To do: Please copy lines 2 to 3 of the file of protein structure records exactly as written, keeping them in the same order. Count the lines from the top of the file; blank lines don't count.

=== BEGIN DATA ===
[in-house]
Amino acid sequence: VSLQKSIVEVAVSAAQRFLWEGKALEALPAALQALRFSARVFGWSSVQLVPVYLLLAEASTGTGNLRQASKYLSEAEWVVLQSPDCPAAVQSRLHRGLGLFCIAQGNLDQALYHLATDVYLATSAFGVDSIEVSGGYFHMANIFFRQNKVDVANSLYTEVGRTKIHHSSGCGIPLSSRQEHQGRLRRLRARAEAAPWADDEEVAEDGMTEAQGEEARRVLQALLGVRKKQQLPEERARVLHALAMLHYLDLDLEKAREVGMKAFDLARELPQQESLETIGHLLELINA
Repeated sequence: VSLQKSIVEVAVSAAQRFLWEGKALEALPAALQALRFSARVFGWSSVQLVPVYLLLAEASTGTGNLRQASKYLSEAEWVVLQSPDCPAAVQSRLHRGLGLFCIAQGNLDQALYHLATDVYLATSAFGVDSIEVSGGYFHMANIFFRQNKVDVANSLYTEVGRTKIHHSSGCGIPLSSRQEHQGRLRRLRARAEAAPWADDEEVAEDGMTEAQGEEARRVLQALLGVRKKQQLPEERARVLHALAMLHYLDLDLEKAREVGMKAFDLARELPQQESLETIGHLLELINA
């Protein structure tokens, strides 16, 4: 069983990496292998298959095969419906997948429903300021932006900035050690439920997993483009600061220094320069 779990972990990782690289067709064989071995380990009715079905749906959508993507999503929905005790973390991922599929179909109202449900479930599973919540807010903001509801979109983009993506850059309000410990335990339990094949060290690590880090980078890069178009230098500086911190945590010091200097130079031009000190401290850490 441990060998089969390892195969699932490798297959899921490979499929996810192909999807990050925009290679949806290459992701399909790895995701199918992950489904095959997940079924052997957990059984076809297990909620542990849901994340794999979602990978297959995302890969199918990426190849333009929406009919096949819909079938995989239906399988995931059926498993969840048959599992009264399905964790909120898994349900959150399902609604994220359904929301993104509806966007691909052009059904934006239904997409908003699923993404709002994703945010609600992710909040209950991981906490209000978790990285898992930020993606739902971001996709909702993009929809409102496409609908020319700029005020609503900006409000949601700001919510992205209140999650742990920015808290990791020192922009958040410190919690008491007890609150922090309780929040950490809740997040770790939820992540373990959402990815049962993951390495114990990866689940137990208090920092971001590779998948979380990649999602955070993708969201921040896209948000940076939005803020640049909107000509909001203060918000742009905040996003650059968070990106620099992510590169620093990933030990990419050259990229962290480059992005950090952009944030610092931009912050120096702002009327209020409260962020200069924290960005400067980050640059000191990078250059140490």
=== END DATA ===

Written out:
Amino acid sequence: VSLQKSIVEVAVSAAQRFLWEGKALEALPAALQALRFSARVFGWSSVQLVPVYLLLAEASTGTGNLRQASKYLSEAEWVVLQSPDCPAAVQSRLHRGLGLFCIAQGNLDQALYHLATDVYLATSAFGVDSIEVSGGYFHMANIFFRQNKVDVANSLYTEVGRTKIHHSSGCGIPLSSRQEHQGRLRRLRARAEAAPWADDEEVAEDGMTEAQGEEARRVLQALLGVRKKQQLPEERARVLHALAMLHYLDLDLEKAREVGMKAFDLARELPQQESLETIGHLLELINA
Repeated sequence: VSLQKSIVEVAVSAAQRFLWEGKALEALPAALQALRFSARVFGWSSVQLVPVYLLLAEASTGTGNLRQASKYLSEAEWVVLQSPDCPAAVQSRLHRGLGLFCIAQGNLDQALYHLATDVYLATSAFGVDSIEVSGGYFHMANIFFRQNKVDVANSLYTEVGRTKIHHSSGCGIPLSSRQEHQGRLRRLRARAEAAPWADDEEVAEDGMTEAQGEEARRVLQALLGVRKKQQLPEERARVLHALAMLHYLDLDLEKAREVGMKAFDLARELPQQESLETIGHLLELINA